I like to think of each young adult as being on a hero’s journey. As they move into adulthood, their crucial task is to develop an understanding of who they are and what would bring them the greatest sense of fulfillment in school and after college. Self-reflection is a powerful tool for this process. By analyzing their interests, students can come to understand who they are. They can examine life-changing moments to gain insights into their identities.
When done with enough commitment and focus, self-reflection can lead to an experience of alchemy—a “Eureka moment—where students gain a heightened understanding of who they are and what their purpose is.
As much as we rely on identity to set our direction, it’s also important to note that our identities change throughout our lives. I see identity as something that we nurture and develop over time. We’ll have multiple identities during the course of our lives. Our identity in high school will not be the same as it is in college. For these reasons exactly, we need to develop self-reflection as a habit even more than a skill. At various crossroads throughout our lives, we’ll need tools to assess who we are and where we want to go. By cultivating self-reflection early in life, we are strengthening muscles that will help us all throughout our life journey.
Training in Self-Reflection
At TSL, we have created a number of entry points for students with all levels of experience with self-reflection. That’s one value of our mentorship—we are experts in helping students to become more skilled in the art of high-level critical analysis. And that’s another value of our Spike Lab process. When you are learning a new subject or skill—whether French, building software, or baking cakes—you want to study with someone who is an expert in that arena. You want to work with a teacher or mentor who you trust and who has the experience to guide you through all phases of your learning process. Our coaches have been trained in coaching self-discovery and entrepreneurship, specifically for young adults. They serve as thought partners, mentors, guides, and co-conspirators for a Spike project.
For those students who aren’t familiar with the self-reflection needed for a Spike, we encourage them to do empathy interviews that support them in building tools for introspection (see our comprehensive guide to empathy interviews). After these conversations, I encourage my students to use the tools of WWW (What Went Well) and EBI (Even Better If) to consider which questions struck gold and which ones had their interviewee shutting down.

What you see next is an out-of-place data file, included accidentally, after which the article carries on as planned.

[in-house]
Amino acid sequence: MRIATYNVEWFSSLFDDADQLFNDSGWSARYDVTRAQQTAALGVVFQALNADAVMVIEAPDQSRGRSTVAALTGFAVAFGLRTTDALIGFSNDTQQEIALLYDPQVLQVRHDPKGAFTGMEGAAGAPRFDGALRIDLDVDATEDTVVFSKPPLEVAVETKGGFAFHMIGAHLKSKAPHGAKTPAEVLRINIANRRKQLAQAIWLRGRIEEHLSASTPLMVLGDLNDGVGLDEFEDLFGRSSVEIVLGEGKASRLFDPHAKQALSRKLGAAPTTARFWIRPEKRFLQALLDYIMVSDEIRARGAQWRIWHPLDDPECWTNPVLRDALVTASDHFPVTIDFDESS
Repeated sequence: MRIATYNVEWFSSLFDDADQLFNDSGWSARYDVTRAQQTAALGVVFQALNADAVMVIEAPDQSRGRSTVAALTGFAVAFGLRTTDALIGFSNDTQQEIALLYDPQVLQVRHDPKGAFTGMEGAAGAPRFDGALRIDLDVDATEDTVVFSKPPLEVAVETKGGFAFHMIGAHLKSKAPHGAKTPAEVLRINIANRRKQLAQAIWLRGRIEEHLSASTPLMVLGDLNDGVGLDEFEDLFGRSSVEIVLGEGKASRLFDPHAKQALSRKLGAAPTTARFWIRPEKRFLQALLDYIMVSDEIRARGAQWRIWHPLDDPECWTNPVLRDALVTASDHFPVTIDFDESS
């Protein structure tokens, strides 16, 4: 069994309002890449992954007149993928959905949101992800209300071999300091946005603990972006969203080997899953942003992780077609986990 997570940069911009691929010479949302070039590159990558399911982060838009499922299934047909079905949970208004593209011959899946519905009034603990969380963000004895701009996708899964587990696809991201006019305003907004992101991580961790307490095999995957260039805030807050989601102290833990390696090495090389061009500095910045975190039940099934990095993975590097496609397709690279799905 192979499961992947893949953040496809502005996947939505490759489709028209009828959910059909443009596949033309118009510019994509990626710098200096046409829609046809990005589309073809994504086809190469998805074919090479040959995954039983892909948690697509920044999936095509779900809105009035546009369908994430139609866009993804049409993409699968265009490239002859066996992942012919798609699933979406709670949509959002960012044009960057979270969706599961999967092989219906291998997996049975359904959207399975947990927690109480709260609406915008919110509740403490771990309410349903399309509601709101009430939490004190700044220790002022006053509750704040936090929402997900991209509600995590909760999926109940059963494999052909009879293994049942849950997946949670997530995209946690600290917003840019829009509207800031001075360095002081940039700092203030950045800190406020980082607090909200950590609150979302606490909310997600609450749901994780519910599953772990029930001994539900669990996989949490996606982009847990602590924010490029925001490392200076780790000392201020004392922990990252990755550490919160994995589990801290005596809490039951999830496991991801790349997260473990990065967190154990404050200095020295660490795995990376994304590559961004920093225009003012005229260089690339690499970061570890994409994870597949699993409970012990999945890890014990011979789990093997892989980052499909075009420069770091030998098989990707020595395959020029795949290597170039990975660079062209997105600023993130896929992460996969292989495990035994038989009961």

After the interviews, I also do follow-up conversations with my students so they can reflect on their own reactions to the conversations. Afterward, I ask them use their responses as a gauge: What does your reaction tell you about yourself? You’re getting more energized when we talk about this—what does that say about you or your future direction?
Self-Reflection for Spikes and Life Generally
Self-initiated Spikes and entrepreneurial projects involve a lot of “doing.” It’s easy to get caught up in the action and the excitement of building something new and seeing it emerge and come to fruition. It’s equally as important to pause and reflect about your progress, to consider if you’re moving in the right direction or just caught up in inertia, whether that’s in your Spike, college admissions process, a start-up, or life more generally. In the midst of the numerous distractions of our fast-paced modern life, there’s enormous value in creating the habit of slowing down, pausing, and assessing what you’re doing and where you’re traveling. Self-reflection can guide you to act and to lead more strategically and more efficiently. As with many skills, it’s so much easier to learn this at a younger age when we are less preoccupied than we are when we’re older.
That’s why self-reflection is an essential component of The Spike Lab curriculum. The importance of self-reflection for students starts early, and that’s why our coaches model it and teach it. Parents and teachers are often too busy to create the structure for students to do this level of self-reflection, making it difficult for young adults to learn this essential habit. At The Spike Lab, we offer a 1:1 coaching model to guide students in self-reflection and all the other elements of the Spike and college admissions process.
The end result of the TSL journey is a student with a commitment to being a lifelong learner. Our young adults gain an understanding of how to stay true to their inner voice while building the tools to bring their goals to fruition.
To find out more about how we help students develop self-reflection tools and find their purpose through Spike Coaching, schedule a free consultation today.